The recently published Conference Board Research Report, A Leadership Prescription for the Future of Quality, noted that the quality function and the role of the quality professional are at a crossroads. Quality, which has been a critical part of the manufacturing process for three decades and transactional processes for two, is facing the test of new trends in globalization, customer sophistication, economic challenges, excellence in execution, customer loyalty, retention, and top-line growth.
These developments bring new layers of complexity for leaders. At the same time, they present a unique opportunity for quality professionals to contribute in new ways and advance to higher levels of the organization.
Of particular interest in the report is the highlighting of systems thinking as one of the key methodologies needed to address these new challenges. Although systems thinking has been around for a long time, it has not become a permanent part of the toolbox for many quality practitioners. Systems thinking is exactly what many organizations need to understand these emerging complexities and develop and execute strategic plans that will positively impact the bottom line.
Systems thinking provides the lens to view the organization beyond the traditional sum of its internal parts; it positions the organization itself as part of a larger system. Using systems tools to understand the patterns and structures of that larger system can provide an enormous competitive advantage to any enterprise.
Synthesis over Analysis
Seeing the organization in a different light requires new thinking. For years Russ Ackoff, Peter Senge, and others have encouraged us to change the way we think about organizations in order to improve performance. Ackoff would say that most thinking over the last 400 years has relied on analysis. We tend to take things apart, examine each piece, and then put them back together in an attempt to understand the whole.
The problem with that approach is that it does little to drive whole system improvement and may in fact be detrimental, as people focus solely on optimizing each part. Analytical thinking leads to a better understanding of how things work, but does not provide much insight into how things work together.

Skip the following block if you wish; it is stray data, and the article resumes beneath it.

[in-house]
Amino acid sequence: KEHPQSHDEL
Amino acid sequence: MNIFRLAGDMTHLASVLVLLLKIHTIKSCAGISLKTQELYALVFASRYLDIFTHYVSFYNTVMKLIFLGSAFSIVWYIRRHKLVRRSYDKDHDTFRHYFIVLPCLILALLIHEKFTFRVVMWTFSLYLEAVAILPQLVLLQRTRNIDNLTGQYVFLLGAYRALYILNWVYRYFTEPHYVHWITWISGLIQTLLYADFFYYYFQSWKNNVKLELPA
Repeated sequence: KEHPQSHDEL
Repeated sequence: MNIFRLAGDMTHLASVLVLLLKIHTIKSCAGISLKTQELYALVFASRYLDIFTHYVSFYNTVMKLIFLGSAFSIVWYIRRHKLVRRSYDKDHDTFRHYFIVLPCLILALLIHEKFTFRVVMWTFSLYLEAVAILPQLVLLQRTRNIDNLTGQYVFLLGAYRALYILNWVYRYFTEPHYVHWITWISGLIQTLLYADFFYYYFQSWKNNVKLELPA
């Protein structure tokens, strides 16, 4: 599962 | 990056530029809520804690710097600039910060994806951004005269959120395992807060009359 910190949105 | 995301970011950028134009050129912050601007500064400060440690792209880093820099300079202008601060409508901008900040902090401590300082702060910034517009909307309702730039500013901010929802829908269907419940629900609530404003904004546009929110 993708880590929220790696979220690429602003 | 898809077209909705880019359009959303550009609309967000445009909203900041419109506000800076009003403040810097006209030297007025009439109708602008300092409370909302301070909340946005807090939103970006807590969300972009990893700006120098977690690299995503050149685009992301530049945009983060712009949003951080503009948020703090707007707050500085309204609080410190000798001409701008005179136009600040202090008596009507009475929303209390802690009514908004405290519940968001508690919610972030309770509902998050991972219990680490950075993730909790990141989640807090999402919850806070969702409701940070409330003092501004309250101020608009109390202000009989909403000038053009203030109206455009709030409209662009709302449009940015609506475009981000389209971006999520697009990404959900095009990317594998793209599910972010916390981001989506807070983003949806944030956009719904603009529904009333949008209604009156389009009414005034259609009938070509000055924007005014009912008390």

An approach that involves synthesis may provide better answers. Synthesis, the opposite the analysis, asks “what is this part of?” as a means to explain the behavior of the whole. From this perspective, performance is derived from the interaction of the parts and not the function of each part separately. For example, when engineers design a bicycle, they design the overall bike first, then the parts, not the other way around. The objective is to build the best bike, not the best part.
Systems thinking offers a variety of tools and practices that can support seeing the whole over the parts and understanding the dynamics of a complex system. For quality professionals, these rich insights can help ensure that decision making addresses the organizational and performance challenges of tomorrow. The door is open, quality professionals; tune up your systems thinking skills and take advantage of the opportunities ahead.
Mark Alpert is president of Pegasus Communications. This piece originally appeared in the Leverage Points blog; for more blog entries, go to blog.pegasuscom.com.